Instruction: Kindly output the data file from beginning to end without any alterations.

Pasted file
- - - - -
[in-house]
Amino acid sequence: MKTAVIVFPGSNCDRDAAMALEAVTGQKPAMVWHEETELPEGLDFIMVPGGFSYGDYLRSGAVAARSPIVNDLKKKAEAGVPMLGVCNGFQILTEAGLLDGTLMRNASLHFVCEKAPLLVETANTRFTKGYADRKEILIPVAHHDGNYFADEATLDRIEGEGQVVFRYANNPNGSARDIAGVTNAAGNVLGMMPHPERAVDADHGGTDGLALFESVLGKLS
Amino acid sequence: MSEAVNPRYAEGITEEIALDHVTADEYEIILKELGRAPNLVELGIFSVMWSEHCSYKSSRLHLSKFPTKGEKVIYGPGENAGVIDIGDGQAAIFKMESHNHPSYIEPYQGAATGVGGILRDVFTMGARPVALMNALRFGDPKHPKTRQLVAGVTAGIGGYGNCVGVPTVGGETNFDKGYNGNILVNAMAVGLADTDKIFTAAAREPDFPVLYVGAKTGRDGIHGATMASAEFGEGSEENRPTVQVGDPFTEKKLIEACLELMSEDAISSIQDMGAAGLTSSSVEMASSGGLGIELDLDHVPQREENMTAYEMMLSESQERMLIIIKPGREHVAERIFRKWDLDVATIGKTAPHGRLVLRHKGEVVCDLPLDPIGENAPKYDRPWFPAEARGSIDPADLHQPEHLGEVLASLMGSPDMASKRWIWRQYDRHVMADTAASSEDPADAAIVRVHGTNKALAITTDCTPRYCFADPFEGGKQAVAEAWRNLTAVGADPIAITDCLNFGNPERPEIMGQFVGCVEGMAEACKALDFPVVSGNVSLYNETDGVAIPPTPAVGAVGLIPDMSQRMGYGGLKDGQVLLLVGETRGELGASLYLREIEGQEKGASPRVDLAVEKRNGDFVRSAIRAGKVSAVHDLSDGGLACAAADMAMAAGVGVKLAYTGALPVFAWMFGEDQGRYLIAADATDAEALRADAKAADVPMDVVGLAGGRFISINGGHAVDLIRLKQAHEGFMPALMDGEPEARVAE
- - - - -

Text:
[in-house]
Amino acid sequence: MKTAVIVFPGSNCDRDAAMALEAVTGQKPAMVWHEETELPEGLDFIMVPGGFSYGDYLRSGAVAARSPIVNDLKKKAEAGVPMLGVCNGFQILTEAGLLDGTLMRNASLHFVCEKAPLLVETANTRFTKGYADRKEILIPVAHHDGNYFADEATLDRIEGEGQVVFRYANNPNGSARDIAGVTNAAGNVLGMMPHPERAVDADHGGTDGLALFESVLGKLS
Amino acid sequence: MSEAVNPRYAEGITEEIALDHVTADEYEIILKELGRAPNLVELGIFSVMWSEHCSYKSSRLHLSKFPTKGEKVIYGPGENAGVIDIGDGQAAIFKMESHNHPSYIEPYQGAATGVGGILRDVFTMGARPVALMNALRFGDPKHPKTRQLVAGVTAGIGGYGNCVGVPTVGGETNFDKGYNGNILVNAMAVGLADTDKIFTAAAREPDFPVLYVGAKTGRDGIHGATMASAEFGEGSEENRPTVQVGDPFTEKKLIEACLELMSEDAISSIQDMGAAGLTSSSVEMASSGGLGIELDLDHVPQREENMTAYEMMLSESQERMLIIIKPGREHVAERIFRKWDLDVATIGKTAPHGRLVLRHKGEVVCDLPLDPIGENAPKYDRPWFPAEARGSIDPADLHQPEHLGEVLASLMGSPDMASKRWIWRQYDRHVMADTAASSEDPADAAIVRVHGTNKALAITTDCTPRYCFADPFEGGKQAVAEAWRNLTAVGADPIAITDCLNFGNPERPEIMGQFVGCVEGMAEACKALDFPVVSGNVSLYNETDGVAIPPTPAVGAVGLIPDMSQRMGYGGLKDGQVLLLVGETRGELGASLYLREIEGQEKGASPRVDLAVEKRNGDFVRSAIRAGKVSAVHDLSDGGLACAAADMAMAAGVGVKLAYTGALPVFAWMFGEDQGRYLIAADATDAEALRADAKAADVPMDVVGLAGGRFISINGGHAVDLIRLKQAHEGFMPALMDGEPEARVAE